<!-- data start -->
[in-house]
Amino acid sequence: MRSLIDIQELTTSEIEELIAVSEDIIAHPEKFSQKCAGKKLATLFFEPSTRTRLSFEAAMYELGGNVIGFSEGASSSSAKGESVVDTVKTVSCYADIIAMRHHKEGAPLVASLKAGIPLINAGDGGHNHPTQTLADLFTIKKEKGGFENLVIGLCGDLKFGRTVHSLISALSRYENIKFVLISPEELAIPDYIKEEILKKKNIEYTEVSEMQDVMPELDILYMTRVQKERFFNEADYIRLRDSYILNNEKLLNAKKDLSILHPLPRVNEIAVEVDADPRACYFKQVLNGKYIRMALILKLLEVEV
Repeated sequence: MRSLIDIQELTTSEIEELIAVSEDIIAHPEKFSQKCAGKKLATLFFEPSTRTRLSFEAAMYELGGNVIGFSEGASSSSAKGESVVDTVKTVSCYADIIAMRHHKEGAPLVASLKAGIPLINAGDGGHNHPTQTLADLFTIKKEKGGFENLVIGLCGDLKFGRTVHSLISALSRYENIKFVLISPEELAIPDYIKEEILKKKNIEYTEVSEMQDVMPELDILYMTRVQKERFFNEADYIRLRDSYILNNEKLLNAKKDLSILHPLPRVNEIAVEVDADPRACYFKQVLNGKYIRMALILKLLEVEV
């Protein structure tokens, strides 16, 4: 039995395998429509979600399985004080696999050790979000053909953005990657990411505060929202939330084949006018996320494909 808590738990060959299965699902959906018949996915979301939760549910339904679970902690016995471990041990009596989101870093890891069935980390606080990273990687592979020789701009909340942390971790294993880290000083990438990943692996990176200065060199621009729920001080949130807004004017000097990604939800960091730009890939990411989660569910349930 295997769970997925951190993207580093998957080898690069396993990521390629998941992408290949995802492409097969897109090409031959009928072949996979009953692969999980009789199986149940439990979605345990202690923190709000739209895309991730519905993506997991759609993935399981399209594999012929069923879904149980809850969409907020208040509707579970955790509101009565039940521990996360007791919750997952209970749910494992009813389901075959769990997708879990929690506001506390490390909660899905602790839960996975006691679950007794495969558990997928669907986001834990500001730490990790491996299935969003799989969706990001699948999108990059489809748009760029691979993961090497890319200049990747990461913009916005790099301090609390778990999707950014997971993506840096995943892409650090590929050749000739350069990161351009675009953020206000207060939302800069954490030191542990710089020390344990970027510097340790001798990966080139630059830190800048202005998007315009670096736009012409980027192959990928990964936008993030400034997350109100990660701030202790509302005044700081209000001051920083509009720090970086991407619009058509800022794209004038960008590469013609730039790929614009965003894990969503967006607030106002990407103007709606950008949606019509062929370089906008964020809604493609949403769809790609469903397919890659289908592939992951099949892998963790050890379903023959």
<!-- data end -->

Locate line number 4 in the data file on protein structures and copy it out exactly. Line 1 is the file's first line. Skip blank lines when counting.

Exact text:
């Protein structure tokens, strides 16, 4: 039995395998429509979600399985004080696999050790979000053909953005990657990411505060929202939330084949006018996320494909 808590738990060959299965699902959906018949996915979301939760549910339904679970902690016995471990041990009596989101870093890891069935980390606080990273990687592979020789701009909340942390971790294993880290000083990438990943692996990176200065060199621009729920001080949130807004004017000097990604939800960091730009890939990411989660569910349930 295997769970997925951190993207580093998957080898690069396993990521390629998941992408290949995802492409097969897109090409031959009928072949996979009953692969999980009789199986149940439990979605345990202690923190709000739209895309991730519905993506997991759609993935399981399209594999012929069923879904149980809850969409907020208040509707579970955790509101009565039940521990996360007791919750997952209970749910494992009813389901075959769990997708879990929690506001506390490390909660899905602790839960996975006691679950007794495969558990997928669907986001834990500001730490990790491996299935969003799989969706990001699948999108990059489809748009760029691979993961090497890319200049990747990461913009916005790099301090609390778990999707950014997971993506840096995943892409650090590929050749000739350069990161351009675009953020206000207060939302800069954490030191542990710089020390344990970027510097340790001798990966080139630059830190800048202005998007315009670096736009012409980027192959990928990964936008993030400034997350109100990660701030202790509302005044700081209000001051920083509009720090970086991407619009058509800022794209004038960008590469013609730039790929614009965003894990969503967006607030106002990407103007709606950008949606019509062929370089906008964020809604493609949403769809790609469903397919890659289908592939992951099949892998963790050890379903023959």